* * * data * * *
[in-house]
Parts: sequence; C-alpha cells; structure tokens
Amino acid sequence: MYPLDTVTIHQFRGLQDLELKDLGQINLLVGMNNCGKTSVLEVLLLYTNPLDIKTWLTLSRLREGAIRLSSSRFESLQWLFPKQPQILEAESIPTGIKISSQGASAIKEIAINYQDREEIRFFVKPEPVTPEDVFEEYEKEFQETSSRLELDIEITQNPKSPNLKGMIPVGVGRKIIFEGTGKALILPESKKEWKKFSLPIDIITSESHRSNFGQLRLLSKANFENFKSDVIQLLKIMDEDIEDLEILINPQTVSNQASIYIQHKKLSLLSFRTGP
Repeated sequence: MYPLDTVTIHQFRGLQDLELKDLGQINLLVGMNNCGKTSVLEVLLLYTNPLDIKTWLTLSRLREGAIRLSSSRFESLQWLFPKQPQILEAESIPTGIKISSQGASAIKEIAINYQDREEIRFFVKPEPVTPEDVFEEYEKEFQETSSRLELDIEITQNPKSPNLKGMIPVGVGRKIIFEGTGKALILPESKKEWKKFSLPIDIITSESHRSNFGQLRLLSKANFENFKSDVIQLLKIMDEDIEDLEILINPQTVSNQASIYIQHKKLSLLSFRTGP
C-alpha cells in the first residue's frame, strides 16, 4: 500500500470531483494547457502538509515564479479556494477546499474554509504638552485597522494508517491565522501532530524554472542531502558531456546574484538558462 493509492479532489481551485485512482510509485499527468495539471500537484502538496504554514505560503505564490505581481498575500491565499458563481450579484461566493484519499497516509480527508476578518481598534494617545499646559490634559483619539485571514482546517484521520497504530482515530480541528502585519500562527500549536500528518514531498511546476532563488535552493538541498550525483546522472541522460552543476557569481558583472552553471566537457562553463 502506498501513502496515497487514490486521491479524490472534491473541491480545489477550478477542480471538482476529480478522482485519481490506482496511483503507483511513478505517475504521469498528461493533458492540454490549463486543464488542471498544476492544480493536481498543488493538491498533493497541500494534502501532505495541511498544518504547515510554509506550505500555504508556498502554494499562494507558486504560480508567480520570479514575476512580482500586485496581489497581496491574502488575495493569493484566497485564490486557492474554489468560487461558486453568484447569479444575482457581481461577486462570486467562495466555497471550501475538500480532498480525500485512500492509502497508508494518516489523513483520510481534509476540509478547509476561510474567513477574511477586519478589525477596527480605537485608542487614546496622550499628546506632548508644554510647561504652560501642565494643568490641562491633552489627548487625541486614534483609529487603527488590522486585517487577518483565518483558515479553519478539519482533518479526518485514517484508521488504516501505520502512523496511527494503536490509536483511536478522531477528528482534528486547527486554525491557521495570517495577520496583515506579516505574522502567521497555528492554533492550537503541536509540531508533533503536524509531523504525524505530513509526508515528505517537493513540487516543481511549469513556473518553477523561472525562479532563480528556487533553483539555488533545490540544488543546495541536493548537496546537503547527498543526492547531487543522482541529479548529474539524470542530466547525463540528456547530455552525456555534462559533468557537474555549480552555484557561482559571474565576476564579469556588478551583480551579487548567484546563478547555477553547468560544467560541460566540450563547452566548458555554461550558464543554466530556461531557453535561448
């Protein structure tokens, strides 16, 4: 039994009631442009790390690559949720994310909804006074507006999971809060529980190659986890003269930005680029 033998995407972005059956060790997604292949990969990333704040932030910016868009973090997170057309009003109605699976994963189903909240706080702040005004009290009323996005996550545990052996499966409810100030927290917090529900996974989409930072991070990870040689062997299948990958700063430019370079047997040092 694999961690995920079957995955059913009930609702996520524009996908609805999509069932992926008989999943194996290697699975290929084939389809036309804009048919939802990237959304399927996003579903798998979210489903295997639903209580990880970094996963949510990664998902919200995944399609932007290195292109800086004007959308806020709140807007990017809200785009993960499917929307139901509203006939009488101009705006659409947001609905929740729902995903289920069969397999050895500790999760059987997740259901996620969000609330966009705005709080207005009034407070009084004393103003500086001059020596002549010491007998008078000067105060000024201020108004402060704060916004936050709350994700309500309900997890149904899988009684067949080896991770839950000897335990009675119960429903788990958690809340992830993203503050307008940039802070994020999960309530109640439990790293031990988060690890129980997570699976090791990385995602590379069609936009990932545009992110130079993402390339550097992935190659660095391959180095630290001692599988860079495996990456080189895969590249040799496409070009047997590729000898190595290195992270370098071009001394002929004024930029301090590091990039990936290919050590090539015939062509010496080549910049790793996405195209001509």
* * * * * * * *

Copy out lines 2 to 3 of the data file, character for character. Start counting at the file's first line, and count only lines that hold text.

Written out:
Parts: sequence; C-alpha cells; structure tokens
Amino acid sequence: MYPLDTVTIHQFRGLQDLELKDLGQINLLVGMNNCGKTSVLEVLLLYTNPLDIKTWLTLSRLREGAIRLSSSRFESLQWLFPKQPQILEAESIPTGIKISSQGASAIKEIAINYQDREEIRFFVKPEPVTPEDVFEEYEKEFQETSSRLELDIEITQNPKSPNLKGMIPVGVGRKIIFEGTGKALILPESKKEWKKFSLPIDIITSESHRSNFGQLRLLSKANFENFKSDVIQLLKIMDEDIEDLEILINPQTVSNQASIYIQHKKLSLLSFRTGP